Fires have destroyed one-fifth of Brazil’s Maraiwatsede indigenous reserve in what some officials suspect is a revenge attack by non-Indians who were evicted from the region late last year.
Government satellite images show that in the past week, more than 400 fires raged in territory belonging to the Xavante Indians in Mato Grosso State, Brazil’s National Indian Foundation (FUNAI) said.
The Maraiwatsede reserve has become emblematic of rising tensions in Brazil as farmers push into new territory, hoping to profit from the surging output of corn, soybeans and other commodities.
Hundreds of such disputes have erupted nationwide, prompting Brazilian President Dilma Rousseff to intervene to try to prevent violence.
In Maraiwatsede, the federal government ordered about 7,000 non-Indian residents to leave without compensation after courts last year ruled that the land belonged to the Xavante. The government officially made the land an indigenous reserve in 1998, but some non-Indian farmers and ranchers stayed on.
Violent protests by gun-bearing ranchers broke out when the evictions were ordered in October last year, prompting troops to fire rubber bullets and tear gas at the protesters. The apparent arson in Maraiwatsede suggests that former farm owners are still seeking revenge and tensions may continue to escalate.
FUNAI “believes it is quite possible that this is a retaliation against the evictions,” said Tatiana Vilaca, the agency’s coordinator for prevention of illicit activity, in a telephone interview from Brasilia.
Brazil has followed a mandate in its 1988 constitution and set aside nearly 13 percent of its territory for Indian reservations to try to address historical wrongs. Enforcement only became an issue since the crop boom, as many of the reserves are in the uninhabited Amazon and are therefore not so controversial.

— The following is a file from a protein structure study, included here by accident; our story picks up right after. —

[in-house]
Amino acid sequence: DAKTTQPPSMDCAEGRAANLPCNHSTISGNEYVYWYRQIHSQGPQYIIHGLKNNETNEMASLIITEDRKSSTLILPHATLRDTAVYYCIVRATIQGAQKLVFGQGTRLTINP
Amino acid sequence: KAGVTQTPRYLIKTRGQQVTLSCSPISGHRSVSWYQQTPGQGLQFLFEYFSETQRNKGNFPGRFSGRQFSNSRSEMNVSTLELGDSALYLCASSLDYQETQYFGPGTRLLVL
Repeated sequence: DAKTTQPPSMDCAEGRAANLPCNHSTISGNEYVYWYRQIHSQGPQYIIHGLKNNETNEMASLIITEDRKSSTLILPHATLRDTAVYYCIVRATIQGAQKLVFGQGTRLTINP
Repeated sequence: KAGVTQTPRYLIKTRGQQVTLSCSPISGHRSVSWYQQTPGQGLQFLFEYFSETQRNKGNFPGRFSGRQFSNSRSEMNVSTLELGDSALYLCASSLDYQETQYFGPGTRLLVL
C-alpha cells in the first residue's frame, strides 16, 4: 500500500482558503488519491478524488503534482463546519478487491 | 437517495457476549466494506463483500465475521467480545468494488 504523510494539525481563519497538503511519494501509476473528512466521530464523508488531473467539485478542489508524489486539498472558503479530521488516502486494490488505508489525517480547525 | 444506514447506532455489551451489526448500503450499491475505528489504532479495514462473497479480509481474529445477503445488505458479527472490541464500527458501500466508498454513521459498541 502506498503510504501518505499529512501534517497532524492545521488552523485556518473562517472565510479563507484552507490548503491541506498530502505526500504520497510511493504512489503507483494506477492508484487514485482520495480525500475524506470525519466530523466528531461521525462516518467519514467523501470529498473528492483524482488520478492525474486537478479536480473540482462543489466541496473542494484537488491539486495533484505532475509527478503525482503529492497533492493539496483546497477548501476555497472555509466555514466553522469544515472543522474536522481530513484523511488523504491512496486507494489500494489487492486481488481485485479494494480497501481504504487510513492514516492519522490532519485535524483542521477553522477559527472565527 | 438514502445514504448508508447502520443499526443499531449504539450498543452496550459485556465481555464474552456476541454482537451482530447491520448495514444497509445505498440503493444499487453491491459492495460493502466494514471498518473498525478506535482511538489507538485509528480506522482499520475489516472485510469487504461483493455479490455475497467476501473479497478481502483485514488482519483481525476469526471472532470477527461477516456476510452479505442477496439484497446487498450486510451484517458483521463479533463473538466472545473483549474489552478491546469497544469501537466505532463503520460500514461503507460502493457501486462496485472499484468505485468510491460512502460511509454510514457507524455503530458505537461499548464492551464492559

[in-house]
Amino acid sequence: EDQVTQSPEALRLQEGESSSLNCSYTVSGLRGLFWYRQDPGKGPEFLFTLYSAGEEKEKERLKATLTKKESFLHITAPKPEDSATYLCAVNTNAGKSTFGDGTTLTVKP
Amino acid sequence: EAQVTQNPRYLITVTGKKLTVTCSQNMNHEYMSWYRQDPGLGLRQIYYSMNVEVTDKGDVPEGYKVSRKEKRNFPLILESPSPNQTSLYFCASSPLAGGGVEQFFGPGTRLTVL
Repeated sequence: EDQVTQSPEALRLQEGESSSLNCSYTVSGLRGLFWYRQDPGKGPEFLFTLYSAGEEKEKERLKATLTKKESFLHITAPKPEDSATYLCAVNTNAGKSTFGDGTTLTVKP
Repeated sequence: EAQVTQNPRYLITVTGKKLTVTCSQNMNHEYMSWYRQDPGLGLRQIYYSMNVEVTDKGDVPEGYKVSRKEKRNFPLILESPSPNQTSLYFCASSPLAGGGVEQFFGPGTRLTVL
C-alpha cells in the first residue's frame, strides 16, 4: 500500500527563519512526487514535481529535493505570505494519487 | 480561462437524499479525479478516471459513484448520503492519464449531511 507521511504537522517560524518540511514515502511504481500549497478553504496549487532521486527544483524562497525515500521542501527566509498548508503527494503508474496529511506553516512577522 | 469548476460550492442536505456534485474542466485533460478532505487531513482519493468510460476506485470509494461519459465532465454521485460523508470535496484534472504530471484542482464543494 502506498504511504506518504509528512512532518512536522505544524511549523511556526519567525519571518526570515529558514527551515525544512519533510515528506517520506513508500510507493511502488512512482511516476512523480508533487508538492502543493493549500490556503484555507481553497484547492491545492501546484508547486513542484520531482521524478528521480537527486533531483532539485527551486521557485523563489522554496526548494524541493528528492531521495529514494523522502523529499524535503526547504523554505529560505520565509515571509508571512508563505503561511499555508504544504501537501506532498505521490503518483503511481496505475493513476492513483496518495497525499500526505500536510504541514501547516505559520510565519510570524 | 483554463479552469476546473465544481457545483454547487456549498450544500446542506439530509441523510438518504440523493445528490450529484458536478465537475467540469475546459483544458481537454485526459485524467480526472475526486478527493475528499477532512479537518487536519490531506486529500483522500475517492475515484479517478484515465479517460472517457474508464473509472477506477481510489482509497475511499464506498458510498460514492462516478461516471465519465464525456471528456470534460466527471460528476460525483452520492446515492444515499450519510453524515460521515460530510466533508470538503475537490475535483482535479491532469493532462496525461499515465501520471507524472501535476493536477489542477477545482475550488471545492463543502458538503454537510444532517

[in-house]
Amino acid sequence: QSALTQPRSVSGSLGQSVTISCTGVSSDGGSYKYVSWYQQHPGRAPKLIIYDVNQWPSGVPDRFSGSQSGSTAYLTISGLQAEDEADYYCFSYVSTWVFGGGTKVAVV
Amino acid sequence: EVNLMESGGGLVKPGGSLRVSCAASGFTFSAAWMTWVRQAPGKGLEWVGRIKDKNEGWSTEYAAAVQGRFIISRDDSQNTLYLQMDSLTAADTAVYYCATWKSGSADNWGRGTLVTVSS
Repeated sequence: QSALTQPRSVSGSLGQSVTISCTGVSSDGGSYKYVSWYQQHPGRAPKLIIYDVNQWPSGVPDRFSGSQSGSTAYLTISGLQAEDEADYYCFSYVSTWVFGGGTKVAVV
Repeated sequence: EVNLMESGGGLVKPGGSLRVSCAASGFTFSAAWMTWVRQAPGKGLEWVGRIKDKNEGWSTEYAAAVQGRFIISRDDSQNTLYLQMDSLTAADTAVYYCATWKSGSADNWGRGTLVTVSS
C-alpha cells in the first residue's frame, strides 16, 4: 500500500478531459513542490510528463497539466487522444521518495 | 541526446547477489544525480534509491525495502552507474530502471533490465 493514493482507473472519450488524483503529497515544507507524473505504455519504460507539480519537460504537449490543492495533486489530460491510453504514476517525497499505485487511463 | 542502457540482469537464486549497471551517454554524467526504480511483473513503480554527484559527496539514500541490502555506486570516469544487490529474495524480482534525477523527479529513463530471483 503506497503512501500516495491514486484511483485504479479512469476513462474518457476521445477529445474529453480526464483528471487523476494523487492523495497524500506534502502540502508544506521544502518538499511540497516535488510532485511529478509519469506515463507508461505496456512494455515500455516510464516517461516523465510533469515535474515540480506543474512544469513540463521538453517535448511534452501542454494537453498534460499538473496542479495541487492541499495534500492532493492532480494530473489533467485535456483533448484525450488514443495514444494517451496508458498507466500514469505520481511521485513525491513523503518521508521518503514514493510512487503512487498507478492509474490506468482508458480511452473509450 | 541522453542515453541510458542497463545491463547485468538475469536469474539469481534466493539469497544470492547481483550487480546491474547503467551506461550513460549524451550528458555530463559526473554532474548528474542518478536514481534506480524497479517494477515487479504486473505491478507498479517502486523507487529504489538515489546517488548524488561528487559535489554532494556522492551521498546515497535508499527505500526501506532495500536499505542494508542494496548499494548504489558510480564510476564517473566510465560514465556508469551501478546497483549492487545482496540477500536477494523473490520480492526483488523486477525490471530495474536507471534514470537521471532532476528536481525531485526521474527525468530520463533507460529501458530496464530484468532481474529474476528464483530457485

State and federal laws frequently do not match up in Brazil and farmers say they have legitimate property titles on land that the federal government says was made into Indian reservations following anthropological studies.
Rousseff’s government has indicated that it will start paying farmers and ranchers for territory on other existing reservations and slow the approval of new territories.
Vilaca said firefighters dispatched to Maraiwatsede reported seeing outsiders with trucks near the flames. FUNAI lacks evidence of anyone starting the fires and has asked federal police to find the perpetrators and protect the Indians.
Mato Grosso State Police in Alto Boa Vista, a town bordering the reserve, said some residents had accused the Xavate of starting the fires. State police do not plan to investigate as reserves are federal territories, a spokeswoman said.
IBAMA, the government’s environmental affairs agency, said that 31,000 of Maraiwatsede’s 165,000 hectares — an area about the size of Greater London — had been scorched by flames of “criminal origin” as of Aug. 16. It said the frequency of the fires means they cannot be natural and their having been started close to roads suggests they were set by outsiders.
Vilaca said that fires on Indian territory are common because tribes use flames for cooking and ceremonies, but the Maraiwatsede case was clearly a criminal attack.